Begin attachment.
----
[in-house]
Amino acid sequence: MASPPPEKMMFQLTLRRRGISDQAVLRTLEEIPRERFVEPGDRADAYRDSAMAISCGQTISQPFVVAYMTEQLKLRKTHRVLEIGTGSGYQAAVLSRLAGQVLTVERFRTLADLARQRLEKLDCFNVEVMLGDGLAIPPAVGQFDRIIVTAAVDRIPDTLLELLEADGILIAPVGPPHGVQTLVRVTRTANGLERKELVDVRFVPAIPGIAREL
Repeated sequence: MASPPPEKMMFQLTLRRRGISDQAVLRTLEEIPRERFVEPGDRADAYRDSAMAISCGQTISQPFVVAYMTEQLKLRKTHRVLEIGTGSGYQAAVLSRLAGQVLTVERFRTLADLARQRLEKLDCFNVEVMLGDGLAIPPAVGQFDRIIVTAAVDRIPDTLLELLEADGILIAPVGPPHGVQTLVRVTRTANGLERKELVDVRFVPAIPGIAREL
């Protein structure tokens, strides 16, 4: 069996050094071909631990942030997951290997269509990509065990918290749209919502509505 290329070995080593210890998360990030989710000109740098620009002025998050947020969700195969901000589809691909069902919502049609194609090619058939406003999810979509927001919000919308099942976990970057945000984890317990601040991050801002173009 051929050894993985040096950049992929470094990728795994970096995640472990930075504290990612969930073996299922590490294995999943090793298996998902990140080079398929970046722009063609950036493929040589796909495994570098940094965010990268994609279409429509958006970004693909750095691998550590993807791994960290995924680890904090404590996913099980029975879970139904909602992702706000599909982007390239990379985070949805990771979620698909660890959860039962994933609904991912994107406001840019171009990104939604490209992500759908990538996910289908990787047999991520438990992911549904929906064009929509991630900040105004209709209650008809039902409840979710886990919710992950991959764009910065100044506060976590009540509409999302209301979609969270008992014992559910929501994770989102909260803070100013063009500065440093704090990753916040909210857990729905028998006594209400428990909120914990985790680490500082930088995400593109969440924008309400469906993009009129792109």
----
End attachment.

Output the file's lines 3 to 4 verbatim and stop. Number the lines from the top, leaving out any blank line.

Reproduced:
Repeated sequence: MASPPPEKMMFQLTLRRRGISDQAVLRTLEEIPRERFVEPGDRADAYRDSAMAISCGQTISQPFVVAYMTEQLKLRKTHRVLEIGTGSGYQAAVLSRLAGQVLTVERFRTLADLARQRLEKLDCFNVEVMLGDGLAIPPAVGQFDRIIVTAAVDRIPDTLLELLEADGILIAPVGPPHGVQTLVRVTRTANGLERKELVDVRFVPAIPGIAREL
């Protein structure tokens, strides 16, 4: 069996050094071909631990942030997951290997269509990509065990918290749209919502509505 290329070995080593210890998360990030989710000109740098620009002025998050947020969700195969901000589809691909069902919502049609194609090619058939406003999810979509927001919000919308099942976990970057945000984890317990601040991050801002173009 051929050894993985040096950049992929470094990728795994970096995640472990930075504290990612969930073996299922590490294995999943090793298996998902990140080079398929970046722009063609950036493929040589796909495994570098940094965010990268994609279409429509958006970004693909750095691998550590993807791994960290995924680890904090404590996913099980029975879970139904909602992702706000599909982007390239990379985070949805990771979620698909660890959860039962994933609904991912994107406001840019171009990104939604490209992500759908990538996910289908990787047999991520438990992911549904929906064009929509991630900040105004209709209650008809039902409840979710886990919710992950991959764009910065100044506060976590009540509409999302209301979609969270008992014992559910929501994770989102909260803070100013063009500065440093704090990753916040909210857990729905028998006594209400428990909120914990985790680490500082930088995400593109969440924008309400469906993009009129792109």